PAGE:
By Tom Woods
American ginseng seeds are usually planted in the fall and they attempt to germinate the following spring. I use the word, "attempt" because ginseng seems to suffer from poor germination rates. In my first few years, only about 30% of the seed came up the following spring. In one of those early years I experienced only a 6-7% germination rate, but many of the seeds came up eventually in subsequent growing seasons.
Suffice it to say, ginseng comes up when it is ready to come up. When it does, it shoots up a tiny slender stalk about an inch high. At the top are three leaflets that resemble a wild strawberry, except the leaflets are pointed at the end, and toothed all around instead of just at the tips.
After this sudden growth which takes place in just a few days, everything stops, and there the plant sits for the remainder of the season.
Actually, the leaf and root does fill out a bit more during the summer, but not much. These three photos show the growth sequence from emergence in spring to the end of summer. I have dug ginseng after it had completed its first year of growth and found a root about the same volume as a pea, weighing about 0.2 gram. The leaflets will usually measure about an inch in length, the same as the stem height. First year ginseng has a dark green color. The stem can have a reddish or purple tinge.
If the ginseng seed is allowed to dry out after it is planted, the seed will die. If the seed has germinated and it is in an area that becomes saturated with water, it will die. It likes a deep, loose, black woods soil. Hardwoods. Ginseng will often germinate if planted in soil covered with spruce or fir needles, but it does not thrive and often will die after a few years. Ginseng will grow in rocky soils, but it does so more slowly. First year ginseng is fairly tolerant of drought, but it does need some moisture. In even the driest New England summers, in shady hardwood forests, there will be enough moisture to keep ginseng going.
Ginseng seems to like growing with other woodland plants such as ferns, jack-in-the-pulpit, solomons seal, trout lilly, foam flowers, and wolf bane. It tends not to like grasses, but this may be more an indication of the amount of sunlight reaching the ground rather than some inherent quality of the grass itself. When I plant seeds, germination always seems to be better when I plant in areas where there is lots of plant growth rather than bare dead leaves.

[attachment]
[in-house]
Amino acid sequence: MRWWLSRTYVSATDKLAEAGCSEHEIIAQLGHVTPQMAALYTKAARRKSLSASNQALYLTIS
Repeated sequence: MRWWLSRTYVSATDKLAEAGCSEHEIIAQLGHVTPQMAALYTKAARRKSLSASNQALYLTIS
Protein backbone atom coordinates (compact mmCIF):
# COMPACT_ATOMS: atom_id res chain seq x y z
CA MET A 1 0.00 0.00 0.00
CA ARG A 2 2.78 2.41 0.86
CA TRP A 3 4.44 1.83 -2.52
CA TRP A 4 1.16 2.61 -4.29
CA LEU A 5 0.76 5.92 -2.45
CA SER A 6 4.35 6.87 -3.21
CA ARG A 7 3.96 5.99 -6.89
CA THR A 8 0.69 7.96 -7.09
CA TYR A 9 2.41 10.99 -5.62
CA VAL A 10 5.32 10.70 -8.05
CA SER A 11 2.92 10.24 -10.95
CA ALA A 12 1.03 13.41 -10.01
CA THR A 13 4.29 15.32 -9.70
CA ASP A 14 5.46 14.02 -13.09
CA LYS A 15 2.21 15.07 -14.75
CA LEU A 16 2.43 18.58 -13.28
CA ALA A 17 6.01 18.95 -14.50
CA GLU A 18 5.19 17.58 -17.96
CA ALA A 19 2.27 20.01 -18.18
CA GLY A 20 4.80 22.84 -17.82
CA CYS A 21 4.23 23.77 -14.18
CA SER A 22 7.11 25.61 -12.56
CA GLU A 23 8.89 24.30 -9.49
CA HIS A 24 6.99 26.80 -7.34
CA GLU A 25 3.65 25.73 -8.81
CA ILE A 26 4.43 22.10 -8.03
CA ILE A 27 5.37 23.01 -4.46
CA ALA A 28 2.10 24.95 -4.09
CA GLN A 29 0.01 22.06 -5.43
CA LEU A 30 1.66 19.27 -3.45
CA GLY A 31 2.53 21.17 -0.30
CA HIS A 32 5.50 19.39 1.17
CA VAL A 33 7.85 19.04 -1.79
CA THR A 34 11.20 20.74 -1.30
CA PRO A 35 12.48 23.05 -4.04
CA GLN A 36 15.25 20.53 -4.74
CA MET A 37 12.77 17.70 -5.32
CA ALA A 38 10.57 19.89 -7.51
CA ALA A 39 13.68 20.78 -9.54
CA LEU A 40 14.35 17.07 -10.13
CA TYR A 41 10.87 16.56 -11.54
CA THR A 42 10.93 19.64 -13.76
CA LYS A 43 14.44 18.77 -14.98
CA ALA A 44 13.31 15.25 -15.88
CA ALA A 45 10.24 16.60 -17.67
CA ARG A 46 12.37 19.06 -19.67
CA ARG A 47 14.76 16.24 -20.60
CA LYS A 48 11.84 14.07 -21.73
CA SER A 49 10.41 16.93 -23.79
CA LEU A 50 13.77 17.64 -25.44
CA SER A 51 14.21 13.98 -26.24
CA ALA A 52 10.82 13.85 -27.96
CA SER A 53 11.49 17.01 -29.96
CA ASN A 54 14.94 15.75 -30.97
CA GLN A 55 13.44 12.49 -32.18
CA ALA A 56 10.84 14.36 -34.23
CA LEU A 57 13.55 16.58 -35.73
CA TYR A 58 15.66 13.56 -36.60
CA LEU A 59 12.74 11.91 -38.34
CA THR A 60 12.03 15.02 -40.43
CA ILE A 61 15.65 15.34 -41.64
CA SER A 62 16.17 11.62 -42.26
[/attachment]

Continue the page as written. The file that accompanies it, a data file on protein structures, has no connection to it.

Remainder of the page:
The seedlings do seem to be susceptible to wilt. In my first experiences with ginseng I remember watching plants die one-by-one until entire plantings were gone because of wilt. Wilt does not seem to be the problem now that it was, and I'm not sure why.
One thing I noticed as the ginseng established itself was that it seemed to have a very tenuous hold on life at the beginning. Germination was poor, and there were equally heavy losses from year to year. I adopted the practice of mass planting in hopes that more would survive than die off over time. Then at some point, the ginseng seemed to reach a critical mass. Now germination is better and year-to-year survival is much higher. Is it possible that the community of ginseng conveys a strength to its individuals? Can it be that survivability of a dozen individuals is greater when there are 1000 or 10000 other individuals growing nearby? It sure seems that way.